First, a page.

Sheamus the... said...

Old Ridley all the way...old Tony too. There is massive change in his style as well. I think it started with his short "Beat the Devil"

Moviezzz said...

I saw GANGSTER on Saturday afternoon and thought of this same thing Saturday night when there was mention of Ridley's Apple Computer commercial from the mid 80's. A very stylish and memorable ad, but none of that style was in the film.

There is very little of Ridley in AMERICAN GANGSTER. It is more of a Steve Zailian film. But, it still is quite good.

Ray said...

I absolutely agree. Ridley has lost the ability or interest in long, well-composed edits. Instead, he has adopted - much to his detriment - the fast-cutting style of people you mention like Bay.

Ridley is a much more contemplative filmmaker. The slow pacing of his films adds to the mystery of his subjects. He is not a natural action director.

www.therecshow.com

Piper said...

Burbanked,

Yeah, a tad harsh. Didn't seem that way when I wrote it. His work is becoming more Tony Scott like but that's even hard for me to say because I like some of Tony's work.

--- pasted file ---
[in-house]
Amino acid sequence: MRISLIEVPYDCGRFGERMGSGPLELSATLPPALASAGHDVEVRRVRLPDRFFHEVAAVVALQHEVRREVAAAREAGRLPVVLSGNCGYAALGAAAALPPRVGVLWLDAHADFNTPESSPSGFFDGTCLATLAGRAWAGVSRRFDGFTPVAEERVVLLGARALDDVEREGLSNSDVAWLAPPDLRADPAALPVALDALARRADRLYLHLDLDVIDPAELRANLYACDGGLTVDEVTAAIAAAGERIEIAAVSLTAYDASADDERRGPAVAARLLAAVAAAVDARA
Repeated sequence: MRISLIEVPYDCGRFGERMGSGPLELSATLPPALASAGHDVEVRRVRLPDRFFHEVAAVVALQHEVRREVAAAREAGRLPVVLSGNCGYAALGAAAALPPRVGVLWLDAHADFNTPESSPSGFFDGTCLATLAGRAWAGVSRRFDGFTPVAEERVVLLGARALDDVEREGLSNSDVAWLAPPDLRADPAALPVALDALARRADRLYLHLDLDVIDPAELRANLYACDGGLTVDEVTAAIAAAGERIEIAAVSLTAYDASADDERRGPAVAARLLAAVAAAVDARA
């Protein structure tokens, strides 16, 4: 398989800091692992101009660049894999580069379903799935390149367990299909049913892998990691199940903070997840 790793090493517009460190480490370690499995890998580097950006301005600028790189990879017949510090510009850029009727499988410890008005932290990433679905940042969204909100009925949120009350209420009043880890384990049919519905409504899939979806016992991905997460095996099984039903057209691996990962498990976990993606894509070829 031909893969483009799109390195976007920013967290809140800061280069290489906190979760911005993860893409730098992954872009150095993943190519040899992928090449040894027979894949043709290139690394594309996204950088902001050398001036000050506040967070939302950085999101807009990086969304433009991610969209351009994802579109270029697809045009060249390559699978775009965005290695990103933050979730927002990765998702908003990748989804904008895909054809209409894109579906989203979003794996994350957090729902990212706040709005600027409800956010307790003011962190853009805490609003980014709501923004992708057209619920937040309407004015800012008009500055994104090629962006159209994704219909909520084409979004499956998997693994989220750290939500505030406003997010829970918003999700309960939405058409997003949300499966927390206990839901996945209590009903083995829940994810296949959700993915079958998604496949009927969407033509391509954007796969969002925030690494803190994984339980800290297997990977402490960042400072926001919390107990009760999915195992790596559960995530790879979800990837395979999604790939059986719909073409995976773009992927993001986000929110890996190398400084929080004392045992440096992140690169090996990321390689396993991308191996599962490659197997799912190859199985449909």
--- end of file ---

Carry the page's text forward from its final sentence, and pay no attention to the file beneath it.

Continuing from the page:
Moviezzz, your point is right on. Ridley's work is becoming less unique. It's like Van Sant after he made Good Will Hunting. They stopped being his movies and started being (plug in movie director here).

Ray,

Good points about the editing. You're correct that his movies just played out more organically. Now I feel like I'm just being manipulated.

Joseph B. said...

Neither. I'll take the work of his brother Tony anyday over Ridley!

Damian said...

It's really funny that you should ask this question right now, Piper, because just this weekend my father and I journeyed to Portland to see Blade Runner on the big screen (something I had been waiting fifteen years to do) and on the two-hour drive back to Corvallis we talked about Ridley a lot. He happens to be one of my dad's favorite directors (along with Michael Mann, Sidney Lumet and Marty Scorsese) although he both agreed that he hasn't done anything quite equal to the brilliance of Alien or Blade Runner, he's come close.